Thursday, June 02, 2016

What are critical access hospitals? Where are they? Where are those that have closed? Maps show

Critical access hospitals are critical to rural health care, but some of them are in critical condition. As many as one-third are in danger of closing. Twelve have closed this year, bringing the total to 74 since 2010, They are by definition small, with limited services, but we reported May 18 that a study had shown four common surgeries are cheaper and safer at such hospitals. North Carolina Health News reported on the study May 27 and linked to a map showing the 1,284 CAHs:

The Daily Yonder picked up the story this week and added another useful map, an interactive one from the Sheps Center for Health Services Research at the University of North Carolina, showing the CAHs that have closed since 2010:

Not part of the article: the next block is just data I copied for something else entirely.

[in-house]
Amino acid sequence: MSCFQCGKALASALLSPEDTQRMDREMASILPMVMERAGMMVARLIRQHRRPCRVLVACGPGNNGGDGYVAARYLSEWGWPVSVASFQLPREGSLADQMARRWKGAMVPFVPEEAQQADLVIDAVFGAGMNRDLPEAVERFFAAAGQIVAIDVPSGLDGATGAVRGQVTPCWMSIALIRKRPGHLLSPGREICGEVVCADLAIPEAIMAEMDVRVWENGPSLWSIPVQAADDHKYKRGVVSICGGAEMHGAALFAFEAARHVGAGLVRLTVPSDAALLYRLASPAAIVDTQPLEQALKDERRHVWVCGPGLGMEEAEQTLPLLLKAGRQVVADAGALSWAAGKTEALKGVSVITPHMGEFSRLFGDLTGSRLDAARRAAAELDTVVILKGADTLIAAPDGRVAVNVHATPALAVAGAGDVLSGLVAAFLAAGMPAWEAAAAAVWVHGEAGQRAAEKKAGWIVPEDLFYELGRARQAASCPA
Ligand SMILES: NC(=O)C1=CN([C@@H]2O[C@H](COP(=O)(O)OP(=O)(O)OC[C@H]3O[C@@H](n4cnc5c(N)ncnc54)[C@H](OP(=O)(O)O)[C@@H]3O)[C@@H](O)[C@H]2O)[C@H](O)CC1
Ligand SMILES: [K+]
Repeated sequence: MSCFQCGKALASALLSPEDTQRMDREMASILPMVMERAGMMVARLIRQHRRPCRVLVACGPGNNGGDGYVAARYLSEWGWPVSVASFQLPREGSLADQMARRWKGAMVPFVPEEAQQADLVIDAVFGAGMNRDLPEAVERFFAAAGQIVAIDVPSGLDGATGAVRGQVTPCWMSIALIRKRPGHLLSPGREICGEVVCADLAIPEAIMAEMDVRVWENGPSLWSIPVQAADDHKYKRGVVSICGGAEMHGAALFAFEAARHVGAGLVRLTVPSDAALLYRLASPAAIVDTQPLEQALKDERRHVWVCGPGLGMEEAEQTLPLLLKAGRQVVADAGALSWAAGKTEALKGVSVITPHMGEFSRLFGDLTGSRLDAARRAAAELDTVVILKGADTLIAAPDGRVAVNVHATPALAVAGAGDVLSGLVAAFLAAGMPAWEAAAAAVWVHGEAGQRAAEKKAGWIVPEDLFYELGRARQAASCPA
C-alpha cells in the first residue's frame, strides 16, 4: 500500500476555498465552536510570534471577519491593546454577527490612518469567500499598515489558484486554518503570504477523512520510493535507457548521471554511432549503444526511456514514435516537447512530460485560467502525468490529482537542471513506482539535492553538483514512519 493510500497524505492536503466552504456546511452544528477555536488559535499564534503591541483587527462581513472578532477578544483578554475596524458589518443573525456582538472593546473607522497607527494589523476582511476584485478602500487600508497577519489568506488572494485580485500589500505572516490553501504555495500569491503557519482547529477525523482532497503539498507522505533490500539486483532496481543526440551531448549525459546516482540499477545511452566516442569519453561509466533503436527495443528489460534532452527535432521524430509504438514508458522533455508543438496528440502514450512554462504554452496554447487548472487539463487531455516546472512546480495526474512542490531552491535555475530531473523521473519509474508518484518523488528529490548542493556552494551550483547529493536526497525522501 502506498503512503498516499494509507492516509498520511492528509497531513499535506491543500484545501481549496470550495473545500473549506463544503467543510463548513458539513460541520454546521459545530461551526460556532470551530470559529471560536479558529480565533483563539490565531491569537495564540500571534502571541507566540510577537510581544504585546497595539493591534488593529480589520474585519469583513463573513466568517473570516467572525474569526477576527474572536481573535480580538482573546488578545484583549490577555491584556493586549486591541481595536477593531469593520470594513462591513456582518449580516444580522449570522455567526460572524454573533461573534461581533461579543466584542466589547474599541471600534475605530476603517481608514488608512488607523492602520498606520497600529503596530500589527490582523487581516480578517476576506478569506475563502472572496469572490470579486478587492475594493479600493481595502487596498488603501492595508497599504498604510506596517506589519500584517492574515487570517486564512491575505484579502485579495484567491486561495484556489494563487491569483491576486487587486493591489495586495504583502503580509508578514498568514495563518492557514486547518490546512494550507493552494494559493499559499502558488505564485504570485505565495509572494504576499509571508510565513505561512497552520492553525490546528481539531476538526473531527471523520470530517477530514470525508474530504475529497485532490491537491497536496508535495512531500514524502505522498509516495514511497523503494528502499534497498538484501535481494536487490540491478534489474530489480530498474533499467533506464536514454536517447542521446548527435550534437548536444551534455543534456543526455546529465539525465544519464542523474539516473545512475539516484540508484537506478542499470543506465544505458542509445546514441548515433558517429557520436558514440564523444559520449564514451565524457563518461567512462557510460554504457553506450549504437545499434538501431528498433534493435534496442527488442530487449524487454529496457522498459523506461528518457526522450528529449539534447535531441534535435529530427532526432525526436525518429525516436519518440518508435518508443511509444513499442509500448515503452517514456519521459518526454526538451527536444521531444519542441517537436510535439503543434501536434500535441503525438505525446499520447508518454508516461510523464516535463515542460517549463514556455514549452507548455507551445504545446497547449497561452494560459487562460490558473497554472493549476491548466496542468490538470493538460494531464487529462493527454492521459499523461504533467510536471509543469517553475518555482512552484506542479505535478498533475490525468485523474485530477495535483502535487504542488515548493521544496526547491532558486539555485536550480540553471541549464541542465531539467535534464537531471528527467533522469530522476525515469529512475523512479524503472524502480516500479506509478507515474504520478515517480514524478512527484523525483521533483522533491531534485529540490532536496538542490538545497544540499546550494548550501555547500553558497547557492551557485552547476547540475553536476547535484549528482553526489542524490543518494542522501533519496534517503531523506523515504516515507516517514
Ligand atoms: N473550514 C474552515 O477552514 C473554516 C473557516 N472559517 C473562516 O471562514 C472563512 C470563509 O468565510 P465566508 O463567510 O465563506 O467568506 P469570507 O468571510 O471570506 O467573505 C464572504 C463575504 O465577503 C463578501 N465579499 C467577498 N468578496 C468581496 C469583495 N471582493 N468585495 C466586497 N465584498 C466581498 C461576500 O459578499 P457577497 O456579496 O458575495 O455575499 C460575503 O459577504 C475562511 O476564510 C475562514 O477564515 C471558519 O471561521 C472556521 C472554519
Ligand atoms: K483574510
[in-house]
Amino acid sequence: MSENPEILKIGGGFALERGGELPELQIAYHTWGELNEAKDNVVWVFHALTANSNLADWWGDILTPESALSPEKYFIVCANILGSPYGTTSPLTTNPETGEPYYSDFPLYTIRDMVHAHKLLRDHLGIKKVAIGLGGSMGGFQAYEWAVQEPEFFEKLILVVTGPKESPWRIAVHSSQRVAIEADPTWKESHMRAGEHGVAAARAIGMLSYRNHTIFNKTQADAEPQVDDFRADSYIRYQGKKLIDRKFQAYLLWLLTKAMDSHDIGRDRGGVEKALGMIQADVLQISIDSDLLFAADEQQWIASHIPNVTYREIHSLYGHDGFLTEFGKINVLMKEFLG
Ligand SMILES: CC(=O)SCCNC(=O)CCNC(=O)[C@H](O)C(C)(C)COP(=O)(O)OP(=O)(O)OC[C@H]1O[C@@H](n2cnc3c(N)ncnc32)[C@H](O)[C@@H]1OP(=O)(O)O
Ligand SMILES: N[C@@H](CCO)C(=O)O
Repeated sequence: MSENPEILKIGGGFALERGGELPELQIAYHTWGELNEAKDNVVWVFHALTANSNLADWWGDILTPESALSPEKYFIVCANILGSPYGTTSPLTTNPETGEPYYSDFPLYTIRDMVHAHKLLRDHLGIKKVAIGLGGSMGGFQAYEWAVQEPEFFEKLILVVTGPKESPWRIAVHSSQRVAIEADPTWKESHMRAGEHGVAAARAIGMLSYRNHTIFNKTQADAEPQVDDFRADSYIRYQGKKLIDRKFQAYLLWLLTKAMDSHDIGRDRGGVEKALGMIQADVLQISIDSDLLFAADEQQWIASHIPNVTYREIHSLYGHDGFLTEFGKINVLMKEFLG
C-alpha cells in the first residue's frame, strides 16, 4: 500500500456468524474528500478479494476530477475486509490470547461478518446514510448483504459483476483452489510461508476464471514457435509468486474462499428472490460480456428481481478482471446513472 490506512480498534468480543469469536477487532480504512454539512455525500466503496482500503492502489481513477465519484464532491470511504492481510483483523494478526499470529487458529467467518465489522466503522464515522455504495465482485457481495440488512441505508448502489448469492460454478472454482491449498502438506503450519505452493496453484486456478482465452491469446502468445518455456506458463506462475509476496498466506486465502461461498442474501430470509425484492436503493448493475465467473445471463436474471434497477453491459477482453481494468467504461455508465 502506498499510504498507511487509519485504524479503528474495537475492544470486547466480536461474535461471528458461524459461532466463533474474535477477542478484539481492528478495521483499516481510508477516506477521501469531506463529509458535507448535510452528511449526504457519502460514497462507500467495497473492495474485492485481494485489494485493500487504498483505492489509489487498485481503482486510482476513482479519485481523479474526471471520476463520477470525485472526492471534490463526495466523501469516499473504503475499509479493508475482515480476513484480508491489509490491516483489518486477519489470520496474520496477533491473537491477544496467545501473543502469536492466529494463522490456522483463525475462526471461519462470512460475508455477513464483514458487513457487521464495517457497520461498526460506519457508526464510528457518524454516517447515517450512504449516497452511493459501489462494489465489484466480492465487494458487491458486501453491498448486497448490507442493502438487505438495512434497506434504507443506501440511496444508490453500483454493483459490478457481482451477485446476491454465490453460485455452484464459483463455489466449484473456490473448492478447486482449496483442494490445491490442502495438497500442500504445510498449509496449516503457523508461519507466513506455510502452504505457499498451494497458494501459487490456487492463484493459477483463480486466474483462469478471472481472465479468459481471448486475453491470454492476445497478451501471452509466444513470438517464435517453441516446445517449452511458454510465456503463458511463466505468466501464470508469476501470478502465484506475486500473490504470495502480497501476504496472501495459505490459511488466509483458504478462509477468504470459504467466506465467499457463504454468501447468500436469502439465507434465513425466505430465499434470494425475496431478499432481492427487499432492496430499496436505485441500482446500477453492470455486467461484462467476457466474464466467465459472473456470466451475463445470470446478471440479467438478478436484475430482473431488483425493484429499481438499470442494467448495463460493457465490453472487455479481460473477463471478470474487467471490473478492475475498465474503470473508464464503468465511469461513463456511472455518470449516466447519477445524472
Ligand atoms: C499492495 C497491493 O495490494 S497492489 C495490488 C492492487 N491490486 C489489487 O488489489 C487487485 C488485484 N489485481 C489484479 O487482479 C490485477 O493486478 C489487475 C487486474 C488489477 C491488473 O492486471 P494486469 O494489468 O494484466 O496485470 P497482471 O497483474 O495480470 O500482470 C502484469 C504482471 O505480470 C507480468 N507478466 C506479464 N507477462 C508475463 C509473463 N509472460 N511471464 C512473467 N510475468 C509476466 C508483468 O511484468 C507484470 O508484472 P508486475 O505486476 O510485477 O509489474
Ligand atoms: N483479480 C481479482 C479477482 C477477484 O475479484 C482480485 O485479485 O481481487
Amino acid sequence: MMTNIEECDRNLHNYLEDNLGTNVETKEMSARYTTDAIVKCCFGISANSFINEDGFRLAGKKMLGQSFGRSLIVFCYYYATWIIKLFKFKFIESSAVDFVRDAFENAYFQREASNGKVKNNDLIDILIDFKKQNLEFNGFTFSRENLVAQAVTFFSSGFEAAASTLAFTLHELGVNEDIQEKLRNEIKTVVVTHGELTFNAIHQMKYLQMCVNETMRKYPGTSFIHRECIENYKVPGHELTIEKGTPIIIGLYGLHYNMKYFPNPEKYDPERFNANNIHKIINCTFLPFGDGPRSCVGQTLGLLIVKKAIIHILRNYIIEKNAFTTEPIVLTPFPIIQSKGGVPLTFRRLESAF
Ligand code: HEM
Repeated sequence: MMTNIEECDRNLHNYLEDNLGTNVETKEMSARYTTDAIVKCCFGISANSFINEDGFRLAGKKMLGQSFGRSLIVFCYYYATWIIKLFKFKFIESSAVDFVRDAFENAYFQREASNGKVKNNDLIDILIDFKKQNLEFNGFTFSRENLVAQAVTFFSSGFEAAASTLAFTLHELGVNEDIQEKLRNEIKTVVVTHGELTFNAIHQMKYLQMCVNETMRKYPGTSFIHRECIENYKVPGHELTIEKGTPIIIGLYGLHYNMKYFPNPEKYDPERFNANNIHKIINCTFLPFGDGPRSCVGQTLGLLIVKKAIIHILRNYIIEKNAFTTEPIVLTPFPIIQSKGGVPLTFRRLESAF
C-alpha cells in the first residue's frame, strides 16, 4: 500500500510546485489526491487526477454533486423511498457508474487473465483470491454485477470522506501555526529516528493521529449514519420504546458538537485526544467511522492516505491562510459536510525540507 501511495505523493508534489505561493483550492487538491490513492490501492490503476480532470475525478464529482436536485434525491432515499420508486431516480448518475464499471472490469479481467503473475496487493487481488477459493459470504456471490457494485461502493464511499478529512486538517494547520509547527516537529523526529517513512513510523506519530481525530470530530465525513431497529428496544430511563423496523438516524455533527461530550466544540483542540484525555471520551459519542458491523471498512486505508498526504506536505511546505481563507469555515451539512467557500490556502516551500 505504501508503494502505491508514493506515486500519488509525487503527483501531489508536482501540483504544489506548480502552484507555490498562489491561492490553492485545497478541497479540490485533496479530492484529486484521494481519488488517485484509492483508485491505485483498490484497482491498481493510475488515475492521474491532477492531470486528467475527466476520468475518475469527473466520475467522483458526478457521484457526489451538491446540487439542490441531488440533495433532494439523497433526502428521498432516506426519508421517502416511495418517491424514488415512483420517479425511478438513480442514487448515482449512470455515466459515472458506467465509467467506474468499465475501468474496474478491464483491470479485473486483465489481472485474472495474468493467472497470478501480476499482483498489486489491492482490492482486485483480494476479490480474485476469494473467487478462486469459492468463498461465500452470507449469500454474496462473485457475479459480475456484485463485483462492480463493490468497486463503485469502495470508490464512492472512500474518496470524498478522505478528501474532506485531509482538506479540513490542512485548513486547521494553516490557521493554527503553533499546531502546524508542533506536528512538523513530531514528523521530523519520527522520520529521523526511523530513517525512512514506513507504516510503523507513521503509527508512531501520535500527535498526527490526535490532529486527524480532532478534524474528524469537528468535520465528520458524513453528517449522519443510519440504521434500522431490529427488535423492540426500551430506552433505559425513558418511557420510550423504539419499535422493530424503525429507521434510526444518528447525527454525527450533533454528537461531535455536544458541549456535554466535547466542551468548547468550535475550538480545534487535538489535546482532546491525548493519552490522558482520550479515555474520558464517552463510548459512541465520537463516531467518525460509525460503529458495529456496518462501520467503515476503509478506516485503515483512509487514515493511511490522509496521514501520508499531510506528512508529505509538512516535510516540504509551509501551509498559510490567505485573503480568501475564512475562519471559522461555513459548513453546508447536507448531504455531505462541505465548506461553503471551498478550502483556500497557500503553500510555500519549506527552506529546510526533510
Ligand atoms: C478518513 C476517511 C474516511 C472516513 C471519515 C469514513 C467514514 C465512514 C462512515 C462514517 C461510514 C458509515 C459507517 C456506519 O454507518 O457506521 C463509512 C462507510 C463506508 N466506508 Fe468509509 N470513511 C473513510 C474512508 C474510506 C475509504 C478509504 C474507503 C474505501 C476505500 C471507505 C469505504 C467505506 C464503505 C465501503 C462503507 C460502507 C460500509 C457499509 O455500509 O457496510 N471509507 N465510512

Congress developed the CAH designation to help sustain rural hospitals, with additional Medicare and Medicaid reimbursements. In return, the hospitals can have no more than 25 acute-care inpatient beds, must have a full-time emergency room, must be more than 35 miles from another hospital (or 15 miles from another hospital in mountainous terrain or areas with only secondary roads), and have an annual average length of stay of no more than 96 hours for acute-care patients. For more on CAHs, from the Rural Health Information Hub, click here.

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